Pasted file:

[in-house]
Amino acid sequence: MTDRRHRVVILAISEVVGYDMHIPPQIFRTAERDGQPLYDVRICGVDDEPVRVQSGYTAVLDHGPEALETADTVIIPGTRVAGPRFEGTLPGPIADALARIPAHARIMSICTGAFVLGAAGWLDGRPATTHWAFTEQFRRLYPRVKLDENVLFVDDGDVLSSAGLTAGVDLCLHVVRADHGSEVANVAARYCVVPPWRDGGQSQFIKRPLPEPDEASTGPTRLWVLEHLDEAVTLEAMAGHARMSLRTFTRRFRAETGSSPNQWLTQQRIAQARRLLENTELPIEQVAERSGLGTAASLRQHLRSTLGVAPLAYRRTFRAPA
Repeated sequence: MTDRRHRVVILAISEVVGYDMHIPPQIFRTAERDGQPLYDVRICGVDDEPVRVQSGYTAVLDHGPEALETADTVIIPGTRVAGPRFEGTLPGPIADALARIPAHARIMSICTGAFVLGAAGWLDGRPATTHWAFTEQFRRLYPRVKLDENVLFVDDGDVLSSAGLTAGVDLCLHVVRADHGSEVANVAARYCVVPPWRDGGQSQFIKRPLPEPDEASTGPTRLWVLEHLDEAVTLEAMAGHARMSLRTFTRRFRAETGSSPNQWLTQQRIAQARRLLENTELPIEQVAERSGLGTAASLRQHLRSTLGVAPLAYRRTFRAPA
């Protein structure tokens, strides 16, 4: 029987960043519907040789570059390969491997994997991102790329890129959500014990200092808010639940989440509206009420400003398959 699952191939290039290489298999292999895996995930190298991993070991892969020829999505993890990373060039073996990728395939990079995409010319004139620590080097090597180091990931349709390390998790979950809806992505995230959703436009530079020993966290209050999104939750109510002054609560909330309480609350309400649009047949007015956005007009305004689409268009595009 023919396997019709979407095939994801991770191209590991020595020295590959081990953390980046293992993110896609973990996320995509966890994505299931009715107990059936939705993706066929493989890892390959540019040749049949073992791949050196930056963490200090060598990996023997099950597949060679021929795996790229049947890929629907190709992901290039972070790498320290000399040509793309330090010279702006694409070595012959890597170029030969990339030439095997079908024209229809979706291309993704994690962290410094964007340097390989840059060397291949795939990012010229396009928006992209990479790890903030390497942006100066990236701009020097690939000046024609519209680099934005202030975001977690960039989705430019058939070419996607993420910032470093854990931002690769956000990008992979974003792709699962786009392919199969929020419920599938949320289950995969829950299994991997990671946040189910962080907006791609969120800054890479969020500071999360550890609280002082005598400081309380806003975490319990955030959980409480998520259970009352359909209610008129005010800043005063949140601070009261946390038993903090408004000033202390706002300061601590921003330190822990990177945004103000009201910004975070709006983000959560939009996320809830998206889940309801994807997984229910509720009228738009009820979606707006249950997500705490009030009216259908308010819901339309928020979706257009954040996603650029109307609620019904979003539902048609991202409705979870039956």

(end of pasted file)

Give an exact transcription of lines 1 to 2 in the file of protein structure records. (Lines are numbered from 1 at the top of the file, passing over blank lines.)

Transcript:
[in-house]
Amino acid sequence: MTDRRHRVVILAISEVVGYDMHIPPQIFRTAERDGQPLYDVRICGVDDEPVRVQSGYTAVLDHGPEALETADTVIIPGTRVAGPRFEGTLPGPIADALARIPAHARIMSICTGAFVLGAAGWLDGRPATTHWAFTEQFRRLYPRVKLDENVLFVDDGDVLSSAGLTAGVDLCLHVVRADHGSEVANVAARYCVVPPWRDGGQSQFIKRPLPEPDEASTGPTRLWVLEHLDEAVTLEAMAGHARMSLRTFTRRFRAETGSSPNQWLTQQRIAQARRLLENTELPIEQVAERSGLGTAASLRQHLRSTLGVAPLAYRRTFRAPA